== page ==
asked the Secretary of State for Defence (1) if he will hold a public inquiry into the employment of two Chatham dockyard workers in a radioactive contaminated area within the naval base nuclear complex, namely, the active waste tank removed from the submarine HMS "Churchill"; and what reply he has sent to the letter from the Union of Construction and Allied Trades and Technicians shop stewards convenor at Chatham dockyard of 6 April, forwarded to him by the hon. Member for Salford, East;(2) why the previous supervisors from the naval base complex at Chatham were moved elsewhere;(3) why paint chippings from HMS "Churchill" at Chatham dockyard were not collected, bagged and removed to the health physics department as required by the safety rules;(4) why work was done on the active waste tank of HMS "Churchill" without protective clothing, such as health physics overalls, hats, gloves and air fed respirators;(5) what is the medical condition of the two dockyard workers who were employed on work connected with the removal of the active waste tank from HMS "Churchill";(6) why the two men at Chatham employed in a radioactive contaminated area were allowed to take their contaminated overalls to the dining and locker rooms used by other workers;(7) what was the result of the examination of the overalls of the two men employed at Chatham in a radioactive contaminated area four days after they had finished the job in the area concerned;(8) why written work instructions were not given to the supervisor and the men involved in work on the active waste tank of HMS "Churchill" stating clearly the procedure to be adopted;(9) why no notice was posted at the entrance to the active waste tank of HMS "Churchill" in Chatham dockyard indicating the level of radioactivity; and why the area was not roped off;(10) what experience the new supervisory and technical staff employed on the work on HMS "Churchill" involving radioactive contamination had had on this type of work;

(11) on what occasions workmen at Chatham dockyard have been exposed to radiation; and in what circumstances.

An urgent technical investigation has been ordered into the employment of two dockyard workers in a radioactive contaminated area of the nuclear complex at Her Majesty's dockyard, Chatham. I would not wish to pre-empt the outcome of this investigation and will give a full reply to the hon. Member and the UCATT shop stewards' convenor upon its completion, which is expected to be by 7 May 1982.

Falkland Islands

asked the Secretary of State for Defence what he estimates to have been the effect of the invasion of the Falkland Islands on (a) applications and (b) acceptances for recruitment to the Armed Services.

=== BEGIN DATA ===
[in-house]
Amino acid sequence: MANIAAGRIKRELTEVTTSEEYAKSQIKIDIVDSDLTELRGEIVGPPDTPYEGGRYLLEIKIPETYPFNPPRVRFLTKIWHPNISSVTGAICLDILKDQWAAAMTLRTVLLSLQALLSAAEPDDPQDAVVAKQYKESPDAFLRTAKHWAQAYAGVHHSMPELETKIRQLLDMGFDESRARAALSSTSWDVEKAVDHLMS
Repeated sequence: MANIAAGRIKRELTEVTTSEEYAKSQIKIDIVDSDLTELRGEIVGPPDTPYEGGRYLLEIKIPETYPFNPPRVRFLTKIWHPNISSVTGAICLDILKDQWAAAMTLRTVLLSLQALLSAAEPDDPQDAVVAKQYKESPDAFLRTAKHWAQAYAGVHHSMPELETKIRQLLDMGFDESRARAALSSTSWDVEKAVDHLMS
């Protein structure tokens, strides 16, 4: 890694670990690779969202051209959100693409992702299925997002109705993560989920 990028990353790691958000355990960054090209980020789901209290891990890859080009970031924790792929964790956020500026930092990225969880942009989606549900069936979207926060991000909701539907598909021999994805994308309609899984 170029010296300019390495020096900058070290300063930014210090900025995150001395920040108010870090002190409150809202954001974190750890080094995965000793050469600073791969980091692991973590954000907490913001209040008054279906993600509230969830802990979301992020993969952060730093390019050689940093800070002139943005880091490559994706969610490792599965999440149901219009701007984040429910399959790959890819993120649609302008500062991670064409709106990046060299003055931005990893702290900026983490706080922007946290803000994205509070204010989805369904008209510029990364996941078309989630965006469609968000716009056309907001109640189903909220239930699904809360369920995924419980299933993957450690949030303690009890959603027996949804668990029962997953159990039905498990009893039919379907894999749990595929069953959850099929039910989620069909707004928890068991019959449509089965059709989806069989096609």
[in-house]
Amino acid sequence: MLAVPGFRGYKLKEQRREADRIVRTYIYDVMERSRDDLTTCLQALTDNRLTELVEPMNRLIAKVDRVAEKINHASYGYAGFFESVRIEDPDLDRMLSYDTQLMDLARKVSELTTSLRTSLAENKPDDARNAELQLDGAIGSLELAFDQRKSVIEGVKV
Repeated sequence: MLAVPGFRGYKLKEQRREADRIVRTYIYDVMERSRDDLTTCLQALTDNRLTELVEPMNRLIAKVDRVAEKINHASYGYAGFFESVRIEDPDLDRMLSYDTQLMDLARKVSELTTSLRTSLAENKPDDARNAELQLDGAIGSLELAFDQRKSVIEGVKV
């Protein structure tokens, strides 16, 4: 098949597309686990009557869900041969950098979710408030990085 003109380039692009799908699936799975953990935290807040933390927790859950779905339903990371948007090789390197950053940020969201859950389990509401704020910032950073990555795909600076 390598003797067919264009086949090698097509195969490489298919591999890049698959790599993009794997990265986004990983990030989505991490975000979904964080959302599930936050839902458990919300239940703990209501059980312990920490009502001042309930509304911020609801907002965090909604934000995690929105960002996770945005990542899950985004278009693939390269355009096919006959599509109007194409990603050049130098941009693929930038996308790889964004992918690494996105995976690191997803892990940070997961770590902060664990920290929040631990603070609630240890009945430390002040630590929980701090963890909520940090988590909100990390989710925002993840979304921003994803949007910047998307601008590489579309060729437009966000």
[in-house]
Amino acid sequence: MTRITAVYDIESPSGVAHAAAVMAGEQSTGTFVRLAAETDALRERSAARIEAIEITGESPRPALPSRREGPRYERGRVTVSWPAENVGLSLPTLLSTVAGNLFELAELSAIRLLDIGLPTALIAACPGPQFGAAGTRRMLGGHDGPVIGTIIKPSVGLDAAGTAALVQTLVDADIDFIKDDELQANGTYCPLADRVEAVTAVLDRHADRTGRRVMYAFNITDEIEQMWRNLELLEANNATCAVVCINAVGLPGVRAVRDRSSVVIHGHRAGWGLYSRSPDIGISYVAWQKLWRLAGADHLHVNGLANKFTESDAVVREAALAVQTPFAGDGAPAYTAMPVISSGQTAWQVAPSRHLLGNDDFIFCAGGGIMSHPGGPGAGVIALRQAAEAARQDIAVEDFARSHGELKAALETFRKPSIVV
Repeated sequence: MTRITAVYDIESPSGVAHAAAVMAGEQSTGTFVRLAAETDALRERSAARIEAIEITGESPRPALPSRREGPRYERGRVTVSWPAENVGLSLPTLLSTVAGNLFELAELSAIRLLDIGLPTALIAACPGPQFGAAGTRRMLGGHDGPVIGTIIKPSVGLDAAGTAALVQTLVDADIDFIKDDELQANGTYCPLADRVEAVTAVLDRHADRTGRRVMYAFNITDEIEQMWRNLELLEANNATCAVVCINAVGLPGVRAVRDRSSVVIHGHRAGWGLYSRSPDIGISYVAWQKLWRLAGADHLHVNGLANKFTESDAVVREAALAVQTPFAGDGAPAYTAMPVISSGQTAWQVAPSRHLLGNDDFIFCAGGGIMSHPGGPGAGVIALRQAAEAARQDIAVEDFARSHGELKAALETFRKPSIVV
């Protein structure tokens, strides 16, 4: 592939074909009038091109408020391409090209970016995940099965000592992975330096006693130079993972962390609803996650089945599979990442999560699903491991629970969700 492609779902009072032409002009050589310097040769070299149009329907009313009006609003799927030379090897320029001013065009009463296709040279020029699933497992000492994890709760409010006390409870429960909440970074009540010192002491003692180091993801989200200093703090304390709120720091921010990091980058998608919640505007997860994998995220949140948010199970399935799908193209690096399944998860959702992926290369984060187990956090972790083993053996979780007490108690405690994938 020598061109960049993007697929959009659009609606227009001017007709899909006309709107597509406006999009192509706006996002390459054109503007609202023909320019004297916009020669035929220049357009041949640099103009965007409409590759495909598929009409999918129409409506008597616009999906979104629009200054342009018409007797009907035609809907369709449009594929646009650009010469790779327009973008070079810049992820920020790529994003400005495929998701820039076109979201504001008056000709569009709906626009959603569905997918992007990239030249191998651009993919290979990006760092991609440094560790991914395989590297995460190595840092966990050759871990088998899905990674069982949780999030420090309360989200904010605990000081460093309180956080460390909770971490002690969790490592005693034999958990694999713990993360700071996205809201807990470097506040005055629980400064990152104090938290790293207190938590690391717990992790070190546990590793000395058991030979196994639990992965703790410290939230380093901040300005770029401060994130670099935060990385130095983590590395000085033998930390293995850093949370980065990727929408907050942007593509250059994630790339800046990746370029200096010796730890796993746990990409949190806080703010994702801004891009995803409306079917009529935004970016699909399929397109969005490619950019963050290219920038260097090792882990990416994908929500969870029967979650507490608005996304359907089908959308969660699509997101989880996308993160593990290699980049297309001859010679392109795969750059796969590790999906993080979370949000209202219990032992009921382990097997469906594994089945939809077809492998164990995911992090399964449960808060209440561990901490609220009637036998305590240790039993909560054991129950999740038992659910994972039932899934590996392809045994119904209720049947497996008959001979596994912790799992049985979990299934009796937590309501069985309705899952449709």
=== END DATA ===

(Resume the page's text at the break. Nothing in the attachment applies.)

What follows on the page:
Since the Falkland Islands emergency began there has been some increase in the numbers enquiring about joining the Armed Forces; but we have not recruited any more people into either the regular or reserve forces specifically in response to recent events, and the rate of acceptances remains as previously expected.

asked the Secretary of State for Defence whether the necessary military action will be taken to isolate the Falkland Islands entirely from the Argentine as soon as it is logistically and militarily feasible in order to reduce the potential Argentine military presence in the event of later land based hostilities on the Islands.

A maritime exclusion zone around the Falkland Islands has been in force since 0400 Greenwich mean time on Monday 12 April. I would not want to comment on any further measures we might wish to take.

asked the Secretary of State for Defence what steps are being taken to keep essential personnel in the Royal Navy who would otherwise be entitled to leave the Service during the Falkland Islands operation.

[pursuant to the reply, 7 April 1982, c. 344]: So far 25 naval ratings and three Royal Marines who would otherwise have left full-time service during April and May 1982 and whose retention is required in the context of the current operations in the South Atlantic, are being retained in service under section 4 of the Armed Forces Act 1966 and schedule 7, paragraph 4A of the Army Act 1955. The appropriate report to Parliament has been made and copies are available in the Vote Office and in the Library. Further such reports will be made as necessary.

Portsmouth Dockyard

asked the Secretary of State for Defence how many Portsmouth dockyard naval base employees were engaged in the preparations for the dispatch of the task force to the Falklands; how many such employees will be retained at the Portsmouth naval base when the dockyard is closed; and if he is satisfied that they will then be sufficient in numbers, range of skills and resources to ensure that a similar task force can be dispatched with equal speed and efficiency.

The number of Portsmouth naval base employees engaged on the preparation of the task force has varied according to day-to-day requirements, but at peak times the number reached a maximum of between 1,200 and 1,500: some 500 to 700 are at present employed on this task. On the closure of the dockyard, it is intended to retain some 1,300 civilians in the naval base. The future size of the dockyard must be primarily determined by the size and composition of the fleet, the repair policy and the long-term needs that these generate. The events of the last few weeks will be carefully studied in relation to future plans, but I am satisfied that with the resources available at the naval base and at the remaining dockyards, there will be sufficient capacity to meet our future commitments.

Argentina

asked the Secretary of State for Defence how many Argentine personnel received military training in the United Kingdom during 1979, 1980 and 1981.

I refer the hon. Member to the reply given to the hon. Member for Harlow (Mr. Newens) on 8 April 1982.—[Vol. 21, c. 457.]